Following our study, five other groups have also assessed the possible effect of variability of glycemia. In a single-center retrospective study of septic patients hospitalized for more than 1 day, Ali and colleagues  found, in a multivariate logistic regression analysis, that patients with an increased glycemic lability index, but lower average glucose values, had an increased risk of hospital mortality (odds ratio = 4.73) compared with those with lower glycemic lability. These associations were not observed in patients with a high mean glucose level . Hirshberg and colleagues  assessed the association of the variability of glycemia with mortality and morbidity in critically ill children admitted for more than 1 day in a pediatric ICU. The authors defined variability of glycemia as occurring in patients who experienced both hyperglycemia (blood glucose of greater than 8.4 mmol/L) and hypoglycemia (blood glucose of less than 3.4 mmol/L) during ICU stay. In this single-center retrospective study, increased variability was significantly associated with increased mortality, nosocomial infections, and hospital length of stay . Dossett and colleagues  assessed the impact of glycemic variability on mortality in patients admitted to a surgical ICU. In this single-center retrospective study, standard deviation, percentile values, successive changes in blood glucose, and the triangular index (calculated by dividing the maximum sample density distribution of each histogram by the total number of each measurement) for various glucose-related indices were used as markers of glycemic variability. On uni-variate analysis, increased variability in glycemia was associated with increased mortality, whereas mean blood glucose concentration was not . Waeschle and colleagues  assessed the relationship between glycemic variability and mortality in septic patients. In this single-center prospective study, standard deviations of blood glucose levels were used as markers of glycemic variability. A standard deviation of blood glucose levels of above 20 mg/dL was associated with a 9.6-fold increase of mortality compared with those with less than 20 mg/dL. All patients with severe sepsis and septic shock who died had a standard deviation of blood glucose levels of above 20 mg/dL . In a single-center retrospective observational study, Krinsley  found that mortality among patients with the lowest quartile of standard deviation of glucose levels, a surrogate of glycemic variability, was 12.1%, increasing to 19.9%, 27.7%, and 37.8% in the second, third, and fourth quartiles, respectively. The relationship between glycemic variability and mortality was strongest when mean blood glucose level was in the euglycemic range (70 to 99 mg/dL). In this range, mortality in patients with high glycemic variability (fourth quartile with mortality of 30.1%) was 5.1 times greater than in patients with low glycemic variability (first quartile with mortality of 5.9%) . Thus, all studies so far have confirmed that variability is associated with increased mortality and no studies have refuted this association.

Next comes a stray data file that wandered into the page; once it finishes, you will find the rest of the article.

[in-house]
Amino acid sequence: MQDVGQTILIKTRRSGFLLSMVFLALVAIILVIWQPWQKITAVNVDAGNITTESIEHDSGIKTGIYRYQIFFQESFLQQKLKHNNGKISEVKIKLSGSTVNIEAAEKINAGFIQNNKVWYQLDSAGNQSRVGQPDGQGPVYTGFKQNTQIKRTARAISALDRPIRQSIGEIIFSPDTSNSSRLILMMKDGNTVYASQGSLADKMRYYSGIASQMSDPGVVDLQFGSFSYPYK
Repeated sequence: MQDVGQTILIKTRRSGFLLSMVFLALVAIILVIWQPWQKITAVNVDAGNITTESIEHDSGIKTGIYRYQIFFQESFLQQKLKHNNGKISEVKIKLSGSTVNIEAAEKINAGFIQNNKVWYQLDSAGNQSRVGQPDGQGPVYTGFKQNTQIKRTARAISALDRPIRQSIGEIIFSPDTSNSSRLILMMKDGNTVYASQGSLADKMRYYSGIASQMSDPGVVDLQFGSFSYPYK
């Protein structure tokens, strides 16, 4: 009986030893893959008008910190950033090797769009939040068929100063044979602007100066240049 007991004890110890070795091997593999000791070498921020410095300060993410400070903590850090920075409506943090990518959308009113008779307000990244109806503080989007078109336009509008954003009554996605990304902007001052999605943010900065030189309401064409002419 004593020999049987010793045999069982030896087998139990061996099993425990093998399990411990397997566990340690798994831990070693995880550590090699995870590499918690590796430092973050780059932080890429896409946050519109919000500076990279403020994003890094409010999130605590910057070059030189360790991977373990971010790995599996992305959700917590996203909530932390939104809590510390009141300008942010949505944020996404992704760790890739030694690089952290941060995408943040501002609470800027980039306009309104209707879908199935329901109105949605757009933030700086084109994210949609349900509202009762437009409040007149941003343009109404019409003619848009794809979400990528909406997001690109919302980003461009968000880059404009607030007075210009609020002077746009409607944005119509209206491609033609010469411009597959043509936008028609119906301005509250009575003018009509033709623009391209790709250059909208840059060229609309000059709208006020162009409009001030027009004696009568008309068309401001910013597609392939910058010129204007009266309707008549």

So far, the standard deviation of glycemia [16,18,20,21], the coefficient of variation of glycemia , the glycemic lability index , the percentile values for glycemia , successive changes in blood glucose , and the triangular index  have all been used as indices for variability of blood glucose levels during ICU stay. There are other possible measures for variability of glycemia which are used mainly in the chronic setting during management of diabetes. For example, the mean amplitude of glycemic excursion (MAGE) has been widely used as a glycemic variability index in diabetic patients . MAGE is calculated as the arithmetic mean of blood glucose increases or decreases when both ascending and descending variations exceed the value of standard deviation of the blood glucose concentration in 24 hours. However, MAGE estimation requires the use of continuous glucose sensors  and is only suitable for assessment for patients with large variability. The incremental area under the curve above mean pre-prandial glucose values (AUCpp) have also been used in diabetic patients. The AUCpp has been used only in patients with intermittent parenteral feeding . Thus, it is not suitable for critically ill patients requiring continuous enteral and/or parenteral feeding. The mean of the daily difference in glucose (MODD) is the absolute difference in mean blood glucose control during 24 hours . MODD was measured using continuous glucose sensors and was used as an assessment tool for inter-day variability. Thus, it is also not suitable for the assessment of intra-day glycemic variability.